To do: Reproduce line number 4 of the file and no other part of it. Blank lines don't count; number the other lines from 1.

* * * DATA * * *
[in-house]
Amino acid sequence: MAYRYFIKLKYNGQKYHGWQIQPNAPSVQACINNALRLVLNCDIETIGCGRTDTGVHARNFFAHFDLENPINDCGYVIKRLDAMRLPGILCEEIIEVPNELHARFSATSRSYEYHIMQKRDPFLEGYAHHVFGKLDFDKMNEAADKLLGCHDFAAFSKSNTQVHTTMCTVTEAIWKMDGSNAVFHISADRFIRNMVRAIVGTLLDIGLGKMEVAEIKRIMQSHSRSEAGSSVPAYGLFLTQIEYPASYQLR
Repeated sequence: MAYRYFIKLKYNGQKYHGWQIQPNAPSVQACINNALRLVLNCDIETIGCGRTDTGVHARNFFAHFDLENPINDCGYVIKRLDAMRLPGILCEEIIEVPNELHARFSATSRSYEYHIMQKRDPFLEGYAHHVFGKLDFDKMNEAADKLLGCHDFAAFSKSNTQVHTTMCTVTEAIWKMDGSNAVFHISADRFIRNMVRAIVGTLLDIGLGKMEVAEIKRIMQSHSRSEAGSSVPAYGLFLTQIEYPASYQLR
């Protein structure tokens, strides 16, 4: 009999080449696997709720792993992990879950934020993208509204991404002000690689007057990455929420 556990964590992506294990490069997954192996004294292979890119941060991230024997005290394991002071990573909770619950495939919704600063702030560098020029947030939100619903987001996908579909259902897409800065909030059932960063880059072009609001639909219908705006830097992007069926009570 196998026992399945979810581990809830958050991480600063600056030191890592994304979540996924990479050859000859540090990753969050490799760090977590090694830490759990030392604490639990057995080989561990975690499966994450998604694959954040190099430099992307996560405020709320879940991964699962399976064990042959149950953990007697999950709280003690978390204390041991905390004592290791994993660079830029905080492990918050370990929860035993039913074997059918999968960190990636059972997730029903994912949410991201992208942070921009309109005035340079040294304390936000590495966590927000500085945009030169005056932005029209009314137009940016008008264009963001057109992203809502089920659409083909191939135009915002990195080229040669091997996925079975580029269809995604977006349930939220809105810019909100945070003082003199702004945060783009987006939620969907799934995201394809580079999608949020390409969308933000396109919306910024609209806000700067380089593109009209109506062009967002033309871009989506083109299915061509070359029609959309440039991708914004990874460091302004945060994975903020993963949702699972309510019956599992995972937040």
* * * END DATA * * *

């Protein structure tokens, strides 16, 4: 009999080449696997709720792993992990879950934020993208509204991404002000690689007057990455929420 556990964590992506294990490069997954192996004294292979890119941060991230024997005290394991002071990573909770619950495939919704600063702030560098020029947030939100619903987001996908579909259902897409800065909030059932960063880059072009609001639909219908705006830097992007069926009570 196998026992399945979810581990809830958050991480600063600056030191890592994304979540996924990479050859000859540090990753969050490799760090977590090694830490759990030392604490639990057995080989561990975690499966994450998604694959954040190099430099992307996560405020709320879940991964699962399976064990042959149950953990007697999950709280003690978390204390041991905390004592290791994993660079830029905080492990918050370990929860035993039913074997059918999968960190990636059972997730029903994912949410991201992208942070921009309109005035340079040294304390936000590495966590927000500085945009030169005056932005029209009314137009940016008008264009963001057109992203809502089920659409083909191939135009915002990195080229040669091997996925079975580029269809995604977006349930939220809105810019909100945070003082003199702004945060783009987006939620969907799934995201394809580079999608949020390409969308933000396109919306910024609209806000700067380089593109009209109506062009967002033309871009989506083109299915061509070359029609959309440039991708914004990874460091302004945060994975903020993963949702699972309510019956599992995972937040």